room interior showing works of art
The galleries on the second floor protrude from the central atrium. A spiral staircase leads to the rooftop sculpture garden. © KEVIN MAK COURTESY OF HERZOG & DE MEURON

In 2018, Herzog & de Meuron completed Tai Kwun (also in West Kowloon), a contemporary art space and heritage center within the former Hong Kong Central Police Station, a relic of colonialism including buildings historic prisons dating from the 19e century. The architects added the JC Museum of Contemporary Art and restored some sixteen historic structures. (In a strange twist of adaptive reuse, many other old buildings that were once a sign of British control are now filled with shops and restaurants.)

But John Batten, art critic and collaborator of South China Morning Post, notes that there has been a huge increase in security in the city over the past two years, and West Kowloon’s cultural facilities are no exception. “Tai Kwun has become a prison again – there are security cameras and guards everywhere,” he says. “The overall landscape may have changed, but in many ways it’s back to normal. Colonialists have changed. It was Great Britain, now his China.

Not so long ago, the West Kowloon Peninsula was the site of critical art and design that today might be deemed too political under the auspices of the National Security Act. In 2009, political and performance artist Kacey Wong launched a tiny houseboat from this new shore and paddled out to sea. Created as part of the Hong Kong & Shenzhen Bi-City Biennale of Urbanism / Architecture, the 4ft by 4ft cube clad in pink tiles drew attention to the impossible living conditions brought about by a booming real estate market. The work of art, titled Paddle home, is now part of the M + collection but is not visible.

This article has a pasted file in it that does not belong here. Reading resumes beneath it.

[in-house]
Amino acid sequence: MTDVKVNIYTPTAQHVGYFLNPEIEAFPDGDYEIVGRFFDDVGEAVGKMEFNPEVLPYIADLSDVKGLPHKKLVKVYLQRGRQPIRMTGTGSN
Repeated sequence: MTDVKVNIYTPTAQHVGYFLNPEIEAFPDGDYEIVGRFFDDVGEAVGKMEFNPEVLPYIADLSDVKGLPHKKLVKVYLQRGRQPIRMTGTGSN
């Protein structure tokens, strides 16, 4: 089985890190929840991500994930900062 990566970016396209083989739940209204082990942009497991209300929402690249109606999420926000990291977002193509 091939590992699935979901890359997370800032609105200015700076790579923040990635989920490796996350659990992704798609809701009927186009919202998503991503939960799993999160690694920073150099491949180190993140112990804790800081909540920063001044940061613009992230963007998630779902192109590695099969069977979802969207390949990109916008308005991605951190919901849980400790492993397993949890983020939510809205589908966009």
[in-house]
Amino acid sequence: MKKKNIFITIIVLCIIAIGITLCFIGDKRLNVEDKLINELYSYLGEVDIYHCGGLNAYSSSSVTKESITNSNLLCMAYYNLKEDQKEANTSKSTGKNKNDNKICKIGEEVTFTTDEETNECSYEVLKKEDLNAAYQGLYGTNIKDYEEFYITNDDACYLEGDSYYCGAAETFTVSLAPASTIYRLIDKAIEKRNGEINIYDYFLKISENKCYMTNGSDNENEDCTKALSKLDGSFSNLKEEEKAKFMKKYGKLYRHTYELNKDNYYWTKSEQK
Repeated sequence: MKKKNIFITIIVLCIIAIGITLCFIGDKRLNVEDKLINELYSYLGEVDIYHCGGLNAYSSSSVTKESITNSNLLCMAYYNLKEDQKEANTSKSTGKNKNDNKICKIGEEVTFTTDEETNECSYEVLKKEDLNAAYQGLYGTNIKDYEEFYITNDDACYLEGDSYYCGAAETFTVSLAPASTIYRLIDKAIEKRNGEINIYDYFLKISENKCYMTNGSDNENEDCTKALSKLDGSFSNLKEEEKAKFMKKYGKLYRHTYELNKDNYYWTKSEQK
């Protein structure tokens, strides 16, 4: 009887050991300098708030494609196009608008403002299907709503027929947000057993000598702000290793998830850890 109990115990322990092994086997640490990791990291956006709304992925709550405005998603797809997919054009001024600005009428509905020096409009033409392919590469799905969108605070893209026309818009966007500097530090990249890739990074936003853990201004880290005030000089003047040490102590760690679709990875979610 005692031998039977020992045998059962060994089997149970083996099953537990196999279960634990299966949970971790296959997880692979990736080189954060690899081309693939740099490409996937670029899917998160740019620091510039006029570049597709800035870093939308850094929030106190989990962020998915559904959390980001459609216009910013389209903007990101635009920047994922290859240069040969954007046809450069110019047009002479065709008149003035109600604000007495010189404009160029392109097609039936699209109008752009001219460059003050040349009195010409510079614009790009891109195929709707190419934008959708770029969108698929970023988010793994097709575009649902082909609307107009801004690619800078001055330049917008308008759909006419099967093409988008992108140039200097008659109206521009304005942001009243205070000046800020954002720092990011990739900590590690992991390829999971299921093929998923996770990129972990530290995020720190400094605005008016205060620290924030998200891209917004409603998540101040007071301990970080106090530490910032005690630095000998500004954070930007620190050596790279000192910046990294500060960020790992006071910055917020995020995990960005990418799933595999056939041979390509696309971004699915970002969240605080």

room interior showing works of art
Installation view of Individuals, Networks, Expressions in the South Galleries © KEVIN MAK WITH THE AUTHORIZATION OF HERZOG & DE MEURON

Earlier this year, Wong left Hong Kong for Taichung, Taiwan. An active participant in the 2019 pro-democracy protests, he expressed his anger that the law restricted artistic expression and his fear for those arrested for not respecting it. He, like Weiwei, accused the M + of censorship, a charge that management did not effectively dodge. The West Kowloon Cultural District Authority oversees M +. In a media preview, its chairman Henry Tang stressed that the conservation team will comply with all laws, including the National Security Act, noting that “opening M + does not mean that the artistic expression is above the law. It’s not.”